I don't know if they realize it, but those people lining up to buy Apple iPhones on Friday are guinea pigs. They may be after a nice phone...
I don’t know if they realize it, but those people lining up to buy Apple iPhones on Friday are guinea pigs.
They may be after a nice phone or the newest version of the iPod. But what they’re getting for $600 plus fees is the chance to participate in a great experiment, testing whether the public is ready for pocket Web computers and whether Apple chose the best way to package and control them. The folks in lab coats are watching — especially those in the field of human-computer interaction, or HCI.
They’ve known for decades that pocket-size, wireless computers were coming. It was just a matter of time before the processors, screens, sensors, software, memory and networks were ready.
We’ll know that moment has arrived if the iPhone succeeds, just as the iPod marked the point when digital music players were ready for the mainstream.
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What’s still unclear is the best way to manipulate tiny computers — the ideal combination of buttons, keyboards, touch screens and voice commands.
HCI researchers are excited to see their work popularized in the iPhone, but they’re already wondering if Apple’s choice of a big touch screen is the best approach.
Right or not, Apple’s design will influence other companies. It may also set expectations for this sort of device, said James Landay, an HCI expert at the University of Washington.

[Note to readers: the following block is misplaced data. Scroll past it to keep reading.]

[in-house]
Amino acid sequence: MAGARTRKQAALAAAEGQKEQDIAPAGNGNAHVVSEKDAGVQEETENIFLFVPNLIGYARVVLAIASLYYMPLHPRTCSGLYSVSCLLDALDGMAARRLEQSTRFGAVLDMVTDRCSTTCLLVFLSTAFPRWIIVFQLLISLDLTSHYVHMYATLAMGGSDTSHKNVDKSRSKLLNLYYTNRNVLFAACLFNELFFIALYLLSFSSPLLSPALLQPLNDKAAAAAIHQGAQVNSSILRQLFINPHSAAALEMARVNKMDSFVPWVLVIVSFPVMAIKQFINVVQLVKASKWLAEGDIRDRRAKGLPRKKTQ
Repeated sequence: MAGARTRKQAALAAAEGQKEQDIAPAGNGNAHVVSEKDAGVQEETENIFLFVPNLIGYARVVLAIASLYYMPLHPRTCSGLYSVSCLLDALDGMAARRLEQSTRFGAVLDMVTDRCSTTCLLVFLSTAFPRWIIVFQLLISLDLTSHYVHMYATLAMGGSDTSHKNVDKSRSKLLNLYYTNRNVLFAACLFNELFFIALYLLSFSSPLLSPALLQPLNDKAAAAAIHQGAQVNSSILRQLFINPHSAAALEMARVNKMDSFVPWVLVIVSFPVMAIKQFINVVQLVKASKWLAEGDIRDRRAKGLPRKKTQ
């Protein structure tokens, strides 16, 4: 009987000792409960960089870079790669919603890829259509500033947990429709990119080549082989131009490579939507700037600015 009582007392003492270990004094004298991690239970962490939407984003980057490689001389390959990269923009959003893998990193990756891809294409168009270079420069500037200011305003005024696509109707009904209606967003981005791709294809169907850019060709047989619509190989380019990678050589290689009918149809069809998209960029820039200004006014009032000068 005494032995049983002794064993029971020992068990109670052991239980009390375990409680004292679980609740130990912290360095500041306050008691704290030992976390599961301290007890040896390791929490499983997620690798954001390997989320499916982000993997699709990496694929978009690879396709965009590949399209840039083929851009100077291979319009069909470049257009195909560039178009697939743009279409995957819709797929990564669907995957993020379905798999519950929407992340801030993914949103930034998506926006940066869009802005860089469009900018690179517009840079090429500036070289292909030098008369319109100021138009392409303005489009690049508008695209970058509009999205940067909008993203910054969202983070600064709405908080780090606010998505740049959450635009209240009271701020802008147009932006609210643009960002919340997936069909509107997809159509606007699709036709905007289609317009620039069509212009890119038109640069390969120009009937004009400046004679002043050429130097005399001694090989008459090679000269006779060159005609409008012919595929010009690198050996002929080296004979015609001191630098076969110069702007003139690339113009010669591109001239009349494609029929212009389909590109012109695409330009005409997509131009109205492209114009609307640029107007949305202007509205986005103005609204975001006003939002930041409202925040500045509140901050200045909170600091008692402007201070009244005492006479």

“The question is, will people mind not having usable buttons?” he said. “I think that’s a big issue.”
Buttons may seem dated in the haze of iPhone hype. But they let you control a device without looking, adjust volume, change songs and maybe even dial without taking your eyes off the road or the device out of your pocket.
Apple gave up buttons to have a bigger screen, a decision surely influenced by its growing emphasis on selling entertainment products and video content.
Scott Klemmer, a professor and co-director of the HCI Group at Stanford University, thinks the iPhone’s lack of a “tactile input device” is its Achilles’ heel.
“Design is fundamentally about choice and making tough decisions,” he said. “What’s interesting to me with the iPhone is Apple has privileged the viewing experience over the text input experience.”
That makes the phone a “killer platform” for media and Web browsing, but less so for people using portable devices for e-mail and text messaging, he said.
Bill Buxton, a touch-interface pioneer now at Microsoft Research, said touch will clearly “have a place in the future,” but there is no single best interface approach.
“Touch isn’t best for everything and neither are other types of physical devices, and we still have a long way to go to understand the details of what, where, for whom and why,” he said.
Buxton noted that the computer mouse took 30 years to become mainstream after it was invented around 1965.
“From that perspective, we’ve still got 10 years for some of these multi-touch things to get traction,” he said.
Buxton offered advice to those trying to divine its influence:
“The one message from someone who has worked for over 30 years on input techniques on devices is that … everything is best for something and worst for something else.”
I guess we’ll have to wait and see whether Apple boss Steve Jobs still has the Midas touch.
Brier Dudley’s column appears Mondays. Reach him at 206-515-5687 or email@example.com.